The Bathtub Plot
Like the eye diagram, the bathtub plot also provides useful insight into the quality of the serial data transmission on a JESD204B data link. The bathtub plot is a measurement of the BER as a function of the sampling point as it moves across the eye diagram in time.
The bathtub plot is generated by moving the sampling point across the eye diagram and measuring the resultant BER at each point. The closer the sampling point is to the center of the eye, the BER decreases (Fig. 4). As the sampling point moves closer to the transition points of the eye diagram, the BER increases. The distance between the two slopes of the bathtub plot at a given BER gives the eye opening at the specified BER (10-12 in this case).
The bathtub plot also provides information on the total–jitter (Tj) components present in the signal. As Figure 5 shows, when the measurement point is at or near the transition points, it’s relatively flat and the main jitter component is deterministic jitter.
Like the eye-diagram measurements, the bathtub plots are from measurements on a JESD204B 5.0-Gb/s transmitter measured at the receiver after passing through a connector and approximately 20 cm of transmission line. As the measurement point moves closer to the middle of the eye opening, the primary jitter mechanism is random jitter. Random jitter is the result of numerous processes that are typically small in magnitude. Typical sources would include thermal noise, variations in trace width, shot noise, etc.
The probability density function (PDF) of random jitter usually follows a Gaussian distribution. On the other hand, deterministic jitter results from a small number of processes that may have large magnitudes and may not be independent. The PDF of deterministic jitter is bounded and maintains a well-defined peak-to-peak value. It can have varying shapes and is typically not Gaussian.
An expanded view of the bathtub plot discussed in Figure 4 is given in Figure 6. This represents an eye opening of approximately 0.6 UI at the receiver for a 5.0–Gb/s serial data transmission with a BER of 10-12. It’s important to note that the bathtub plot like that in Figure 6 is an extrapolated measurement. The oscilloscope used to capture the data takes a set of measurements and extrapolates the bathtub plot. If one were to use a bit-error-rate tester (BERT) and acquire enough measurements to build the bathtub plot, it could take hours or even days, even with the high-speed operation of today’s test equipment.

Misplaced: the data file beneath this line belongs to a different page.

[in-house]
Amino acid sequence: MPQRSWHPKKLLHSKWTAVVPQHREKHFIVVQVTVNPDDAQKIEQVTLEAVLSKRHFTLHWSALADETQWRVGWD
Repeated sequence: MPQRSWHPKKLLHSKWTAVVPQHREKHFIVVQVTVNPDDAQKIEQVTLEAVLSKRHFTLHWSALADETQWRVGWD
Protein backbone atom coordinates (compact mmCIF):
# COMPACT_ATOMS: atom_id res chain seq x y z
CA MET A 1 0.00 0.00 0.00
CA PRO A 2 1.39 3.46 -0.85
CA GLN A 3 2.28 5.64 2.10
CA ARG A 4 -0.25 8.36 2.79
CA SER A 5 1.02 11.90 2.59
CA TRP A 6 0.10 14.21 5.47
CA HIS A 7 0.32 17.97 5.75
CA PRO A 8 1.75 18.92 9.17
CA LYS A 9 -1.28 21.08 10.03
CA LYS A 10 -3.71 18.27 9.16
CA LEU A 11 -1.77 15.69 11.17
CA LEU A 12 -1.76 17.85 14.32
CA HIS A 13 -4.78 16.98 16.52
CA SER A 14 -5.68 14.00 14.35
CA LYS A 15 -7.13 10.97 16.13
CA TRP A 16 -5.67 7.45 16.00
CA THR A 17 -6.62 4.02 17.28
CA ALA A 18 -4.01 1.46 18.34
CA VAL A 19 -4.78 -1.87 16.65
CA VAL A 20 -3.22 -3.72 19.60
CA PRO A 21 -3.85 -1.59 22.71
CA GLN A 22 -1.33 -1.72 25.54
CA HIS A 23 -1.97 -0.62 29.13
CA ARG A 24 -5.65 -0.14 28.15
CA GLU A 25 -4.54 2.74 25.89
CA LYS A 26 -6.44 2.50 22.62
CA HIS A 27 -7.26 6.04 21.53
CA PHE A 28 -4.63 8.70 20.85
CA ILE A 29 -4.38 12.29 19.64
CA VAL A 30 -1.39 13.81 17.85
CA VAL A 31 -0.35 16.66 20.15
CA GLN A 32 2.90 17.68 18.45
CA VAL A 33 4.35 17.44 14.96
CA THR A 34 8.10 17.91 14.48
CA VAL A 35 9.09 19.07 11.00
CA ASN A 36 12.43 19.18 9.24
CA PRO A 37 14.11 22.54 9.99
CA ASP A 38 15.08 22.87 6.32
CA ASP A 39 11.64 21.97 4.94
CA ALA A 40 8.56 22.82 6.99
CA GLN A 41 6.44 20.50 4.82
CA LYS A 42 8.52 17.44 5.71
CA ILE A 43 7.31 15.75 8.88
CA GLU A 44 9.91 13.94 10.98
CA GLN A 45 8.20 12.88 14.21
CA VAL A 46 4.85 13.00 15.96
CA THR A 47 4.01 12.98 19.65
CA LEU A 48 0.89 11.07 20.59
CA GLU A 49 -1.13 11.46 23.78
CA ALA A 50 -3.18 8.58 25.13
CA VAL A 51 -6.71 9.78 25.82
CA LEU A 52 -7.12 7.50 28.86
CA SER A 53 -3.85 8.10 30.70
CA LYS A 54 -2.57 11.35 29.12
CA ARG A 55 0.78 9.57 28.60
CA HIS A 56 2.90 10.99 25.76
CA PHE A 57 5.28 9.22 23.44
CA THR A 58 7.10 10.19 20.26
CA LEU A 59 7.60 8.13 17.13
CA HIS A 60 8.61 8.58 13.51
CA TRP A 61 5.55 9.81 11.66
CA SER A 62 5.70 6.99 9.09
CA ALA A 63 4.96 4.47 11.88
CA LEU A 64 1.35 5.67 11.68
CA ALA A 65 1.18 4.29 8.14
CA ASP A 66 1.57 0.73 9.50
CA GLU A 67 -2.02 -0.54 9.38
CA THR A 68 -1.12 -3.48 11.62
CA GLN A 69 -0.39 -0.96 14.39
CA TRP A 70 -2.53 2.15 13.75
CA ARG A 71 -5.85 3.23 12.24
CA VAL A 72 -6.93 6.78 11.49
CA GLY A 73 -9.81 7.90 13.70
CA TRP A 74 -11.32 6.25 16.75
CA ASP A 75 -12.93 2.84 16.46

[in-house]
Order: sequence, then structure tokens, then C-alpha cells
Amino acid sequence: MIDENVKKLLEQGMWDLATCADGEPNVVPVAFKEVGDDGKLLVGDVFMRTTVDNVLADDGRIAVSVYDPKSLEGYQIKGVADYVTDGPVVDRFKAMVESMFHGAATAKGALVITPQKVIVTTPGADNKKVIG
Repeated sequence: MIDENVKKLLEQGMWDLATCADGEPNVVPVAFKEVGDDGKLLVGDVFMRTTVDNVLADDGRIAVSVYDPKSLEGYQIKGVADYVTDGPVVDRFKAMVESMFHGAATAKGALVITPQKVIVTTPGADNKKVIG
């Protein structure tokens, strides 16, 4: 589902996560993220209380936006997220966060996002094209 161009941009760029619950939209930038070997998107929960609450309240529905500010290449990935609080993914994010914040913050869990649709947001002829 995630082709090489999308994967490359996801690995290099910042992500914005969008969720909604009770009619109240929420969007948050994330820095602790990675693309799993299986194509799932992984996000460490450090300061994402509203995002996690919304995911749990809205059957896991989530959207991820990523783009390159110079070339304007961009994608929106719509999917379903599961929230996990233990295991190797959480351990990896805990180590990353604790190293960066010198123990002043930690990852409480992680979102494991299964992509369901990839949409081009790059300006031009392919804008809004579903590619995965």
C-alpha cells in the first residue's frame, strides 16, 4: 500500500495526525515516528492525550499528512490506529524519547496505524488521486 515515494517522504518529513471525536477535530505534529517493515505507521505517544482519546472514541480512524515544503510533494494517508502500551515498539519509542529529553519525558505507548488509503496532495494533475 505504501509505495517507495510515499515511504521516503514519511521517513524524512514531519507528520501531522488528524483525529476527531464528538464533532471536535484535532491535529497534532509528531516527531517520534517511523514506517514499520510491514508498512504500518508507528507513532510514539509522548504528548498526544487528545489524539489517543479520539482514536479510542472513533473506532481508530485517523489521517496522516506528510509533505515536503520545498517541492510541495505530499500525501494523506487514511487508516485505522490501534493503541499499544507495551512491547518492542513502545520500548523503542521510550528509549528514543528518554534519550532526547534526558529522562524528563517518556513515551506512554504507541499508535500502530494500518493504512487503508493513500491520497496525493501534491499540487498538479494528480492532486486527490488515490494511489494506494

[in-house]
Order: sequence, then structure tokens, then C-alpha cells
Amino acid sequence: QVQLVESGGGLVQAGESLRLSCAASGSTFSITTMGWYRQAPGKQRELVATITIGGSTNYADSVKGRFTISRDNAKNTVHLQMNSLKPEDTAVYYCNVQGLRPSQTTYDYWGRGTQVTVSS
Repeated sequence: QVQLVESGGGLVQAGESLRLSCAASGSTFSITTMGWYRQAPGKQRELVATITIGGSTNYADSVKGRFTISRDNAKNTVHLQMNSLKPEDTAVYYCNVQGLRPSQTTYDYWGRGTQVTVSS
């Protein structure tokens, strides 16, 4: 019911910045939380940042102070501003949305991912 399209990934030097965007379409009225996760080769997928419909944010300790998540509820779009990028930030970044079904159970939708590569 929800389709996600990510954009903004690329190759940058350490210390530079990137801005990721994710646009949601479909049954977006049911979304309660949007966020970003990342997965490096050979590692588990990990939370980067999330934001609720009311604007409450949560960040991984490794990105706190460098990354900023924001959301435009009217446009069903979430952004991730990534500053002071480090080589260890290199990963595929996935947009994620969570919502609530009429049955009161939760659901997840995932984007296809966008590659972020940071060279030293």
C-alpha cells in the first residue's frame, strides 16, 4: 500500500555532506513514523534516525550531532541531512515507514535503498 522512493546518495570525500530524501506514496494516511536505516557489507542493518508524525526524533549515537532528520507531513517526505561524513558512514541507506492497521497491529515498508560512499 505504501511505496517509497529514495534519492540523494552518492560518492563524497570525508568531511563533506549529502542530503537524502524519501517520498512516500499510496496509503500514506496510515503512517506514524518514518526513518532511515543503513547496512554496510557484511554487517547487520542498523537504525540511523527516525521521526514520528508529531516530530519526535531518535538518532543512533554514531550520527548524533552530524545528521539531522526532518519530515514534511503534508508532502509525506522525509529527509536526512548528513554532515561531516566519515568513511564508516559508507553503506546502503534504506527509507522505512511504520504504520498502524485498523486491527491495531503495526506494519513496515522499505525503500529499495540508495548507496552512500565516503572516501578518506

Just as shown in the eye diagram, an improper termination or impedance discontinuity in the system can be seen in the bathtub plot. In contrast to Figure 6, the bathtub plots in Figures 7 and 8 exhibit much shallower slopes on each side. The eye opening for a BER of 10-12 is only 0.5 UI in both cases, which is more than 10% less than the 0.6 UI for the good condition.
The improper termination and impedance discontinuity contribute a large amount of random jitter to the system. This is evidenced by the decreasing slope on each side of the bathtub plot along with the decreased eye opening at a BER of 10-12. There’s also a small increase in the deterministic jitter. This is evidenced again by the decreasing slope near the edges of the bathtub plot.